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December 20, 2016
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October 26, 2006
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August 12, 1975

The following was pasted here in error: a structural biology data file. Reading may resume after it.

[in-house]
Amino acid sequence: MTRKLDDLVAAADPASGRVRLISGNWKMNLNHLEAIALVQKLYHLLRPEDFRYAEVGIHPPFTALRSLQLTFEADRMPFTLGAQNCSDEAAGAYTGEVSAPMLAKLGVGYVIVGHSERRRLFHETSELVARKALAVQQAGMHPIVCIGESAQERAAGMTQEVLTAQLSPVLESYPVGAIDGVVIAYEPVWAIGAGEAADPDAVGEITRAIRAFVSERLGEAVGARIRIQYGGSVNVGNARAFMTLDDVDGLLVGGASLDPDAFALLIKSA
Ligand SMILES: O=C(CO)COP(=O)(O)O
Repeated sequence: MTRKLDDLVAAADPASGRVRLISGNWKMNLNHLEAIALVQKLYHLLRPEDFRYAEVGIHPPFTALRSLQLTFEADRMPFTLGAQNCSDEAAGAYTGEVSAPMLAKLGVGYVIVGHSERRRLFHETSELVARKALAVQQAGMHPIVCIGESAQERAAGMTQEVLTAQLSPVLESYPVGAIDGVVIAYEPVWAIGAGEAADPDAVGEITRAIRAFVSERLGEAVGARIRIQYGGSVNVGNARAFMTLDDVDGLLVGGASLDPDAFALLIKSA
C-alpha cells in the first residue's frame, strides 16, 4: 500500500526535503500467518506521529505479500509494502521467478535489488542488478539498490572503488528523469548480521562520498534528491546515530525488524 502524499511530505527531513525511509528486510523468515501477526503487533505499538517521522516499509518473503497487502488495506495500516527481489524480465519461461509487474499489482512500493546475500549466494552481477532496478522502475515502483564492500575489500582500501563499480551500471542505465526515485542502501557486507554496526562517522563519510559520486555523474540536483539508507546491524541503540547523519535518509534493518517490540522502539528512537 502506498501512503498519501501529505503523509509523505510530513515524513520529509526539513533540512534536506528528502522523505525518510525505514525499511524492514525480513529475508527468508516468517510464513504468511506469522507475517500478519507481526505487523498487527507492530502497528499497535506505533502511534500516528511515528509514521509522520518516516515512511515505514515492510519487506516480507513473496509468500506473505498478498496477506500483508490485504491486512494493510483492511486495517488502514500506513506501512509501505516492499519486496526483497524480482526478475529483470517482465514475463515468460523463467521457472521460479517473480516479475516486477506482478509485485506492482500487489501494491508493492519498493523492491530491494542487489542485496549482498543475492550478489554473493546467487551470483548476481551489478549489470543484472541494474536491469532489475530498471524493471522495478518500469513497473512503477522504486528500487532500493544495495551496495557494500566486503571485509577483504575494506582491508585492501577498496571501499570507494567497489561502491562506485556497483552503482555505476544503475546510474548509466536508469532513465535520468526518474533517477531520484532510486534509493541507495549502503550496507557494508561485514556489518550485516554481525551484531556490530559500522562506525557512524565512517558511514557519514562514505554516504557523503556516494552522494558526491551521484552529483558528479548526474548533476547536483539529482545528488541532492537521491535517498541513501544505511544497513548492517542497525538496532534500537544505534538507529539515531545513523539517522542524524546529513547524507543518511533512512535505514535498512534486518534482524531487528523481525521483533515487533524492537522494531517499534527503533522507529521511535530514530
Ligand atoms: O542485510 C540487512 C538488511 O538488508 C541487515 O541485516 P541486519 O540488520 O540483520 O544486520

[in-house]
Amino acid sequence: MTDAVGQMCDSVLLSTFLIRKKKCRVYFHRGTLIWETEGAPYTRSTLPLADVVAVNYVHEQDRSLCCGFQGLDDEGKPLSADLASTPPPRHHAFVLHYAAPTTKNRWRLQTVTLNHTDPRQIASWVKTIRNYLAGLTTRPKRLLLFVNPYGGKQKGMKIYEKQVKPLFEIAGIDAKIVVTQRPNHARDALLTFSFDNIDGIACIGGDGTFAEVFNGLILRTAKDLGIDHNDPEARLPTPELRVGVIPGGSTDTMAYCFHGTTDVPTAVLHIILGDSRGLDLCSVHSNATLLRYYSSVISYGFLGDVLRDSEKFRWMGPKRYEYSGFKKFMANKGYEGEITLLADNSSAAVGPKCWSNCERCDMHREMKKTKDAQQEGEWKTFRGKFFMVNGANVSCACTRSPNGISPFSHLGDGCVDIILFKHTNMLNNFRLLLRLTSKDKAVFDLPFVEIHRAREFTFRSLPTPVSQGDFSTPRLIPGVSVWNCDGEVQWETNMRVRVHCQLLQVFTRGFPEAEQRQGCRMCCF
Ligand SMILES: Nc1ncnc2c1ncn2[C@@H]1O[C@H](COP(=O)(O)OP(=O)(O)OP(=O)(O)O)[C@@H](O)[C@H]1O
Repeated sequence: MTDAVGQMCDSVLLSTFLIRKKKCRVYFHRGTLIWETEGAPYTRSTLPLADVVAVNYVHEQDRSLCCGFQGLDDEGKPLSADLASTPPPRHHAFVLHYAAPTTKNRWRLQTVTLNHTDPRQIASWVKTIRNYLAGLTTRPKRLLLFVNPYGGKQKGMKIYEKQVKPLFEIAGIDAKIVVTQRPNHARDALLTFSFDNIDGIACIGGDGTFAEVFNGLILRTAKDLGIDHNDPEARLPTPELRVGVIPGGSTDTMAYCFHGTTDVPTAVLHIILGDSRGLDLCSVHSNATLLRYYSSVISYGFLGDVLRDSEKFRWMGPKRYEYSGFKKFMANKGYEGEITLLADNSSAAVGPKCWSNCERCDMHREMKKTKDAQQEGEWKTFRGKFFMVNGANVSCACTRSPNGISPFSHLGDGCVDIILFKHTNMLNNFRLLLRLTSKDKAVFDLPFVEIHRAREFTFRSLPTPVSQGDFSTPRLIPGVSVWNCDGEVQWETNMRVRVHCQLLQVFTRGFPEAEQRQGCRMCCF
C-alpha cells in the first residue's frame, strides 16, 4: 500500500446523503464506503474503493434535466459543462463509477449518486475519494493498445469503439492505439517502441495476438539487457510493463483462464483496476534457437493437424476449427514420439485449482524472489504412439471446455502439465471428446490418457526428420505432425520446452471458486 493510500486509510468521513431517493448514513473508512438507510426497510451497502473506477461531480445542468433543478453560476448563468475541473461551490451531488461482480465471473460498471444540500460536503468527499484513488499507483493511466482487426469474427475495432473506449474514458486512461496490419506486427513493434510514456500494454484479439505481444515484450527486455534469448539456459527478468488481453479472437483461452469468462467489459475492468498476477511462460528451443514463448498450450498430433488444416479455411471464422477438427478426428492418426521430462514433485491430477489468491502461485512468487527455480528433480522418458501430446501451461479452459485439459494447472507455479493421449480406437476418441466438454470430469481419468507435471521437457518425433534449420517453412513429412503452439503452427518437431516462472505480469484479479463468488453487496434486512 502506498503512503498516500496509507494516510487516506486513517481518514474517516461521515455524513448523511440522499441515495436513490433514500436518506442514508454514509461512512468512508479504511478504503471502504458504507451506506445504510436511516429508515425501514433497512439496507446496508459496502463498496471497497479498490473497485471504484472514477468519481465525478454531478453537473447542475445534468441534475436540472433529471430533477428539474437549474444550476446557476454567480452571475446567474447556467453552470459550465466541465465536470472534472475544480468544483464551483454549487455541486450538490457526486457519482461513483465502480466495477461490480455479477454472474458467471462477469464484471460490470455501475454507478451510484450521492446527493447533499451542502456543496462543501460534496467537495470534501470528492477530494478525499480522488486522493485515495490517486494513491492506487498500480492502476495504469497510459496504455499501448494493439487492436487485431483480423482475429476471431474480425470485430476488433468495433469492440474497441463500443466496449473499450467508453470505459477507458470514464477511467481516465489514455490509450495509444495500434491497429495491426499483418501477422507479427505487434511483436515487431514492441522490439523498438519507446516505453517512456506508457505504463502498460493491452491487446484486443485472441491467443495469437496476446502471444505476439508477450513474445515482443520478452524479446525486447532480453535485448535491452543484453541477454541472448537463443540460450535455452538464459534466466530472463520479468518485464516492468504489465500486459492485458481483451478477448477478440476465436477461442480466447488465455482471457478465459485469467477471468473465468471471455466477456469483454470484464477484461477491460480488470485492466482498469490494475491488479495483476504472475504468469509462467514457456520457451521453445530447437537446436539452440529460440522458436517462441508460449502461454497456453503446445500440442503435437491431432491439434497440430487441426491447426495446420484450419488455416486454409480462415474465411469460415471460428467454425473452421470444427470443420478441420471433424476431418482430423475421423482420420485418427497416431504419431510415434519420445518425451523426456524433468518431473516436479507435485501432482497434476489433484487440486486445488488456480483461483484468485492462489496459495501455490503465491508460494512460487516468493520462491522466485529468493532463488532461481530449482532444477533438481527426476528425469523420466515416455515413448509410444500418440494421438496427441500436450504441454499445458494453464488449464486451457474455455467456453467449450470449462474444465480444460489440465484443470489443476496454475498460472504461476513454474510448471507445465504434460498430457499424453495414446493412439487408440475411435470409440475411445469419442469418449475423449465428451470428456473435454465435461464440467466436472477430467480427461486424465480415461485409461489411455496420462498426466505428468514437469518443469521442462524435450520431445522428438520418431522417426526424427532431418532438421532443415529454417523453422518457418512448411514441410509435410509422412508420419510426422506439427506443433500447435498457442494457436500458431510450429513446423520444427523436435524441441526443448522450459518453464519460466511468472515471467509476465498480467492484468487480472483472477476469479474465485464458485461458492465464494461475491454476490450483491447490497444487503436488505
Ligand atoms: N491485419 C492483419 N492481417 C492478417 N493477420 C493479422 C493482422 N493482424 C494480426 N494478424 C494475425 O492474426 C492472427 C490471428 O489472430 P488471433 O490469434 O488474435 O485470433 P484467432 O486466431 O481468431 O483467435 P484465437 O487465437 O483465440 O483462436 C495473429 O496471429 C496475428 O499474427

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Approved For Release 2007/03/06 : CIA-RDP79T00975AO28000 top 0023 a7 ecret National Intelligence Bulletin a DIA review(s) completed. State Dept. review completed Top Secret August 12, 1975 25X1 Approved For Release 2007/03/06 : CIA-RDP79T00975AO280000, 9028 ? 9 25X1 Approved For Release 2007/03/06 : CIA-RDP79T00975AO28000010023-5 Approved For Release 2007/03/06 : CIA-RDP79T00975AO28000010023-5 Approved For Release 2007103106 ? CIA_RD1279T00975A028000010023-5 National Intelligence Bulletin August 12, 1975 CONTENTS PORTUGAL: Communists concerned about their increasing political isolation . . . . . . . . . . . . . 1 ARGENTINA: Cabinet changes . . . . . . . . . . . . . . 3 PORTUGUESE TIMOR: Power grab heightens anxiety in Jakarta . . . . . . . . . . . . . . 5 LAOS: Pathet Lao preparing for take-over of Vientiane . . . . . . . . . . . . . . 6 INDIA: Latest on Supreme Court's decision . . . . . . . . . . g RHODESIA: Smith agrees to begin negotiations with black nationalists . . . . . . . . . . . . . . . 10 ANGOLA: Popular Movement almost in complete control of Luanda CYPRUS: Transfer of Turkish Cypriots has begun . . . . . . . . . . . . . . . . . . . . . . 13 PERU: Velasco moves against opposition . . . . . . . . . . . . . . . . . . . . . . . 14 ANNEX: India's Naval Air Arm Approved For Release 2007/03/06 : CIA-RDP79T00975AO28000010023-5 25X1 Approved For Release - 00975A028000010023-5 National Intelligence Bulletin August 12, 1975 The conciliatory tone of Portuguese Communist leader Cunhal's statement on Sunday to the party central committee shows a growing concern about the mounting violence in northern Portugal and the increasing political isolation of the Communists. Cunhal called for changes in the government to broaden its support and improve its efficiency. He also stressed a need to overcome widening rifts between civilian organizations and within the military. The Communist leader appeared to back away from his previous tough positions, renewing an earlier Communist theme that his party is willing to work with all groups that "cooperate with the goals of the revolution." Cunhal also mentioned the need for Portugal to maintain close relations with capitalist countries-especially those in the EC. A softening of the Communist line is evident in the renewed Soviet interest in a broadly based leftist coalition in Lisbon. The Soviet press in recent weeks has treated the Portuguese Socialists harshly, but in reporting on a recent meeting between Soviet and Italian Communist delegations Pravda noted that both sides "advocated unity of action" by all forces of the left, including the Socialists. Cunhal's remarks have had no immediate effect on anti-Communist activity in northern Portugal. In Braga, violence continued for a second day. Demonstrators there have burned down the party's headquarters and destroyed the offices of the Communist-dominated Portuguese Democratic Movement and the Communist-controlled labor confederation. General Pinto Soares has resigned from the Revolutionary Council and from his post as head of the military academy to protest the way decisions are made in the Armed Forces Movement and the continuing radicalization of the military. He voiced even stronger opposition to the dissidents' document drafted by former foreign minister Antunes, labeling it "divisionist" and "opportunistic." 1 Approved For Release 2007/03/06 : CIA-RDP79T00975AO28000010023-5 Approved For Relea National Intelligence Bulletin August 12, 1975 I told the US embassy that they still hope to avoid force to remove once ves. hey expect to demonstrate so much support within the military that President Costa Gomes will have no alternative but to dismiss Goncalves and his newly formed government. President Costa Gomes' performance to date, however, has raised speculation in Lisbon that he may be reluctant to move against Goncalves because of the close ties between their families, or because he is being blackmailed by radical officers for alleged cooperation with the Caetano regime. Antunes' group claims to have the backing of most enlisted men and presumably thinks it can count on them for a show of force. The dissidents may be overestimating their support, however, because the men have been subjected to considerable Communist and extreme left-wing propaganda. Goncalves is unlikely to relinquish power without a struggle, and he still has considerable backing. Despite Cunhal's more conciliatory tone, Communists in the unions and the media would probably lend their support to an effort to maintain Goncalves in office. 0 25X1 Approved For Release 2007/03/01 : CIA-RDP79T00975AO28000010023-5 Approved For Relea National Intelligence Bulletin August 12, 1975 ARGENTINA The cabinet changes yesterday-the third within a month-are an effort to create a government team with which labor and the military, who share power uneasily, can live comfortably. Only the defense and justice ministers from the previous cabinet retained their jobs. The government has yet to find anyone willing to take the difficult post of minister of economy. Government spokesmen played down the political aspects of the cabinet changes, maintaining that they were an effort to give President Maria Estela Peron a free hand in choosing new officials to deal with the severe economic problems. In the process, the remaining ministers with links to former strongman Lopez Rega were ousted. The military backed labor in its successful defiance of Lopez Rega and of government attempts to impose economic austerity, but did so in the face of a common enemy-Lopez Rega-and not because of any basic compatibility of interests. Indeed, the officers have apparently become steadily more uncomfortable with labor's continuing assertiveness. The military will be represented in the new cabinet by an army colonel who will head the important Interior Ministry. Of particular interest is the departure of Antonio Benitez as the interior minister. He had emerged as head of the so-called "mini-cabinet," a trio of ministers who in recent weeks had assumed a growing role in the conduct of day-to-day government business. Benitez' initiative in office-he was the only cabinet member with personal stature-may have unnerved both labor and the military, who are unprepared to accept such independence of action. The lack of any strong personalities in the new cabinet is an indication that the power groups want people they can control, or who are at least considered to be innocuous, at the top levels of government. F 25X1 3 Approved For Release rmamlll~ - 00975A028000010023-5 Approved For Relea 5A028000010023-5 )MDOMESIA PORTUGUESE Dili. TIMOR Manado,, Sororag ,Kendan Ambon , _DILI +.u PORTUGUESE TIMOR It A Approved For Relea e - 00975AO28000010023-5 Approved For Releas National Intelligence Bulletin August 12, 1975 The power grab staged by pro-independence Timorese leaders over the weekend is bound to heighten anxiety in Jakarta that Timor will become a threat to stability and security in the Indonesian Archipelago. Information about the situation in Timor is sketchy. Initial reports indicate that members of the Timor Democratic Union Party, an anti-communist, pro-independence group, led the power grab against Portuguese authorities in Dili. On August 9 and 10, party members reportedly occupied communications centers, the airport, and the police station and laid siege to the military headquarters. It is not clear, however, whether they were seeking to take full control of the government. There has been no reaction as yet from local Portuguese troops, most of whom were apparently out of the capital conducting political education missions in the countryside. The Portuguese governor is reported to have met with the dissidents, but so far there has been no word about their demands or intentions. The events in Timor this weekend evidently caught the Indonesians by surprise and are likely to reawaken their fears about the prospects for an unstable or anti-Indonesia regime in Dili. Jakarta may conclude that the power grab was launched as a pre-emptive move against pro-Indonesia forces in the colony. Reacting to coup reports, Indonesia's security chief publicly warned on August 11 that Jakarta will not allow a situation to develop in Timor that threatens Indonesia. 9 President Suharto's military advisers may well advocate an immediate invasion before the situation in Timor gets out of hand. Approved For Release 2007/03/06 : CIA-RDP79T00975A028000010023-5 Approved For Release National Intelligence Bulletin August 12, 1975 The communists are planning three to five days of demonstrations in Vientiane this week supporting changes in the city's formal neutral status. Parades and other rallies are scheduled to begin throughout the city on August 12 urging changes in the 1973 peace accords, which specify joint communist and non-communist control of local security and other functions. Once the city's status is changed unilaterally by the communists, they will assume direct control, abolish joint governing bodies, and change local officials. Communist cadre have been visiting Lao residential areas for eight weeks to organize support for these demonstrations. The organizers claim that the national government would not be directly affected by these changes in Vientiane's administration. Anti-US and anti-Thai demonstrations may be staged as offshoots of the main effort. All demonstrations are supposed to be peaceful. Small anti-Thai demonstrations took place on August 9 to protest the expulsion of two Lao diplomats from Bangkok. The Thai sent the Lao home in retaliation for the arrest and detention without charge of two Thai military attaches in Vientiane last week. The change in the city administration will almost certainly be followed by stricter controls on the local people and, possibly, on the foreign community. The Vientiane military command, already controlled by the communists, issued an order for increased security on August 10 claiming that the US, in "collusion with the Thai, has infiltrated agents to destroy public order." Demonstrations may prompt additional departures from the city, including some of the remaining non-communist politicians. Minister of Defense Pheng Phongsavan, for example, reportedly is making final preparations for flight. Pheng's associates believe he is afraid that once the city is "liberated," he will be charged with corruption. Pheng was once one of the leading "neutralist" politicians in Laos. Approved For Release 2007/03/06 :6CIA-RDP79T00975A028000010023-5 25X1 Approved For Release 2007/03/06 : CIA-RDP79T00975AO28000010023-5 Next 1 Page(s) In Document Exempt Approved For Release 2007/03/06 : CIA-RDP79T00975AO28000010023-5 25X1 Approved For Releas National Intelligence Bulletin August 12, 1975 The Supreme Court's decision to rule on the constitutionality of last week's amendment to the Indian constitution that placed election of the prime minister above challenge in the courts will delay, but the US embassy in New Delhi believes it is unlikely to alter, a final outcome favoring Prime Minister Gandhi. The court has agreed to hear a challenge to the amendment on the grounds that it violates a 1973 decision that the "basic structure" of the constitution cannot be changed by amendment. The disputed amendment-rushed through parliament, ratified by a majority of the states, and immediately signed into law by the president-provides that the election of the prime minister, among others, is outside the jurisdiction of the courts. Earlier, Gandhi's lawyers had argued unsuccessfully that the amendment, which is retroactive, had already erased the guilty verdict handed down in June against the Prime Minister for engaging in illegal campaign activities. Four of the five justices on the Supreme Court panel that will begin hearing arguments on the case on August 25 have been described by the US embassy as the "most committed" to Gandhi of the 13 on the court. A finding in her favor, therefore, is quite possible. Even if Gandhi were to lose the current battle, the court might void the lower court's decision against her. The violations for which she was convicted in June have since been deleted from the electoral law by parliament. That legislation also is retroactive. Finally, if the court fails her, Gandhi can use her overwhelming majority in parliament to assist her-possibly throw h creation of a constituent assembly to make basic changes in the constitution. 25X1 25X1 2PX1 9 Approved For Relea T- . G-1-4-IRDIR 00975AO28000010023-5 Approved For Release National Intelligence Bulletin August 12, 1975 South African Prime Minister Vorster and Rhodesian Prime Minister Ian Smith, who met in Pretoria last weekend, have announced that they agreed on proposals fo- starting the long-delayed negotiations between Smith and black Rhodesian nationalists. They withheld the details of the proposal, however, suggesting they anticipate objections from white politicians in Smith's Rhodesian Front Party o-- from the leaders of the African National Council. Smith and the Council's leaders agreed last December to a truce and an early settlement conference, but they have since only wrangled over arrangements. Smith has insisted that the conference take place in Rhodesia, while the black nationalists have maintained that their exiled leaders might be arrested if they returned. We doubt that either the Rhodesian cabinet or Smith's Rhodesian Front Party will accept the guarantees for the black nationalists. Government spokesmen have been preparing white Rhodesians for an early intensification of the counterinsurgency campaign , and some white politicians have called for the rearrest of some nationalists. 10 Approved For Relea 0975AO28000010023-5 Approved For Rele National Intelligence Bulletin August 12, 1975 Attacks instigated by the Soviet-backed Popular Movement for the Liberation of Angola in Luanda on August 8 and 9 against rival liberation groups were designed to establish total domination in the capital. The Popular Movement forces squeezed troops of the National Union for the Total Independence of Angola out of Luanda and engaged the National Front for the Liberation of Angola in several clashes over the weekend. Under an arrangement with the Portuguese, Front elements in a fortress stronghold just north of Luanda were evacuated by a Portuguese naval vessel yesterday. The Popular Movement is now in almost complete military control of the city. In the countryside, Front forces continue to hold Caxito, a town some 40 miles northeast of Luanda. Popular Movement forces, however, hold defensive positions south of the town and have blown a bridge along the coastal road leading to the capital. Areas several hundred miles south of Luanda, such as Benguela and Novo Redondo, which earlier were controlled by Front forces, are now in the hands of the Popular Movement. It has also won back Malange, 200 miles east of Luanda. The Front now controls the northwestern section of Angola, with the Popular Movement dominant in the east and along the coast south of Luanda. Union forces hold political sway over much of the southern portion of the country, but without access to new sources of arms they may not be able to secure the area militarily. 25X1 11 Approved For Release 2007/03/06 : CIA-RDP79T00975AO28000010023-5 25X6 Approved For Release 2007/03/06 : CIA-RDP79T00975AO28000010023-5 Approved For Release 2007/03/06 : CIA-RDP79T00975AO28000010023-5 Approved For Rel Lqp 2007/0-1/0A - 975A028000010023-5 National Intelligence Bulletin August 12, 1975 The transfer of Turkish Cypriots from the Greek sector to the Turkish sector began on August 9 without incident. Agreement to allow the Turkish Cypriots to move north was reached during the last round of the intercommunal talks in Vienna. Approximately 9,000 Turks remain in the south; it is anticipated that the transfer will take three to four weeks to complete. UN forces are escorting the Turks to the Turkish-occupied zone. Once the transfer is completed, the separation of Greeks and Turks on the island will be virtually complete with the exception of about 10,000 Greeks who will be allowed to remain in the north. Ankara previously had refused to discuss territorial concessions while Turks remained "captives" in the south. Greek consent to allow the Turks to move north removes a major obstacle in the way of consideration of the territorial concessions issue. This issue, however, could prove difficult to resolve. Ankara is prepared to return some occupied land to the Greeks, but it now may find it politically unacceptable to do so while the US arms cutoff remains in force. Furthermore, National Salvation Party leader Erbakan reportedly will oppose any territorial concessions, thus restricting the government from acting on the issue. The Greek side is ready to accept a bizonal federation with a weak central government, but makes these concessions contingent upon a satisfactory reduction of the Turkish-controlled zone. The Greek Cypriot position calls for about a 75-25 territorial division, while the Turks reportedly will settle for 30 to 35 percent of the island. They currently occupy about 40 percent of Cyprus. Should the Cypriot negotiators agree to a compromise in the 25- to 30-percent range, however, its implementation could be obstructed by Ankara or Makarios. 25X1 13 Approved For Release r 007/03/06 m CIA-RDP 9T00975A028000010023-5 Approved For Releas National Intelligence Bulletin August 12, 1975 The arrest and deportation last week of key opposition figures and the closure of a leftist magazine demonstrate the Peruvian government's determination not to allow dissent or interference with its policies. The move to exile three leaders of the American Popular Revolutionary Alliance, a longtime opposition party, and a number of other leftist peasant and labor leaders follows President Velasco's address on July 28 in which he lashed out at the Alliance and "communist groups" for opposing the military-led revolution. Alliance leaders were probably caught off guard by the regime's move, however, because the President in the same speech alluded to "democratic" competition with opposition forces. Revolutionary Alliance leaders had taken Velasco at his word and were apparently planning to publish a response to his speech this week. The government's move against the Alliance was probably designed not only to prevent the party from publishing its response, but perhaps more importantly to halt party inroads into the military establishment. The move against civilian opponents and the closure of the leftist biweekly hiarka for its anti-Chile statements also reflect the government's desire to keep things under control during the conference of nonaligned foreign ministers scheduled to meet in Lima later this month. According to the US embassy, there have been indications that some opposition groups were planning disruptive acts to embarrass the government. Top officials also probably felt the moves would help the government in its current effort to build a political organization. The repressive measures, however, are more likely to harden opposition to the government's planned political organization. A number of labor groups have already called for strikes to protest the deportations and other related moves. F7 I Approved For Release 2007/03/06 ltIA-RDP79T00975A028000010023-5 25X1 Approved For Release 2007/03/06 : CIA-RDP79T00975AO28000010023-5 Approved For Release 2007/03/06 : CIA-RDP79T00975AO28000010023-5 Approved For Relea 0975AO28000010023-5 Probable Operating Area for India's IL-38/MAY Maritime Reconnaissance Aircraft CYPIUS J Sy[U IES. SOUND ((UK _ New OeIt Pl~ INDIA fj/+~ .014 'Bombay /// Approved For Release r.!A-RnP7q 00975AO28000010023-5 J~ HONG KONG (U.K ) 25X1 25X1 Approved For Release National Intelligence Bulletin August 12, 1975 After years of neglect, the Indian navy has embarked on a program to upgrade its naval air arm. New Delhi is concerned about the increased great-power presence in the Indian Ocean and considers it potentially destabilizing. As a consequence, the government has apparently decided that its navy must be able to monitor and, to some extent, influence foreign naval operations in the area. India's surface navy, although expanding, remains primarily a coastal defense force and cannot fulfill such broadened responsibilities by itself. To achieve such goals, the upgrading the reconnaissance, antisubmarine warfare, and strike capabilities of the Indian naval air arm. The key to India's naval air capability is its 16,000-ton aircraft carrier, the INS Vikrant. Although a small carrier, it is the only such ship permanently based in the Indian Ocean. New Delhi used the carrier effectively during the 1971 Indo-Pakistani war to help seal the coastline of what was then East Pakistan, but the ship's effectiveness began to deteriorate soon thereafter. It was frequently out of commission because of mechanical difficulties most often associated with the boiler system, and the obsolescent antisubmarine warfare and strike aircraft assigned to it provided little offensive or defensive capability. The Vikrant's capability, however, is being improved. The aircraft carrier underwent an extensive overhaul and refitting during 1973 and 1974 and is now fully operational. Furthermore, replacement of the carrier's Sea Hawk jet attack aircraft, a priority for several years, appears likely. India has almost completed negotiations to buy the British VTOL/STOL MK1 Harrier and will probably acquire six of them in the near future. Additional Harriers will be acquired when the UK begins constructing a maritime version in two or three years. The Harrier is one of the few aircraft that can operate from the Vikrant without costly modifications to the carrier's flight deck and catapult system. The Alize antisubmarine warfare aircraft assigned to the Vikrant also are in poor condition, but India has not yet shown any interest in replacing them. Instead, the navy apparently will rely on helicopters for its airborne antisubmarine warfare capability. Al Approved For Release 2007/03/06 . CIA_RDP79T90975A028000010023-5 25X1 Approved For Release National Intelligence Bulletin August 12, 1975 During the last few years, India has acquired a substantial number of antisubmarine warfare helicopters, including 12 Sea Kings from the UK, 6 of which are permanently assigned to the aircraft carrier. Alouette III utility helicopters are currently being employed in such a role on India's two Leander-class destroyer escorts. A small number of KA-25 Hormone antisubmarine warfare helicopters-on order from the USSR-may replace the Alouettes, or could be used on larger combat ships expected to be delivered by the USSR during the late 1970s. The navy has recently been given responsibility for India's maritime reconnaissance program. In the past, the air force performed this mission with a squadron of nine modified Lockheed C-121 Super Constellations. The marginal performance of these aircraft, however, made their replacement essential to an effective program. Although India evaluated several Western-designed aircraft, including the French Breguet Atlantique and the British Hawker Siddeley Nimrod, a shortage of foreign exchange apparently made it necessary to select the IL-38 May offered by the USSR. F- I The May's will be able to operate over the n ian cean to distances o more than 1,300 miles. India has acquired most of its combat and combat-support aircraft from the USSR since the US-UK arms embargo of South Asia in 1965. While the addition of modern equipment will add new impetus to India's expanding naval air capability, the effectiveness of the Indian naval air arm will probably not immediately improve. The navy has no previous maritime reconnaissance experience, and it will take time before naval attack, antisubmarine warfare, and air reconnaissance aircraft can effectively perform integrated flight operations. However, once effective command-and-control procedures are developed and necessary training programs have been instituted, the Indian naval air arm will be able to assume an expanded role in India's effort to monitor and influence great-power activities in the Indian Ocean. Further development of Indian naval air capabilities is expected as the great-power presence in the Indian Ocean expands. Approved For Releas 1 2007/03& - 00975A028000010023-5 Top S ed For Release 2007/03/06 : CIA-RDP79T00975AO28000010023-5 Top Secret Approved For Release 2007/03/06 : CIA-RDP79T00975AO28000010023-5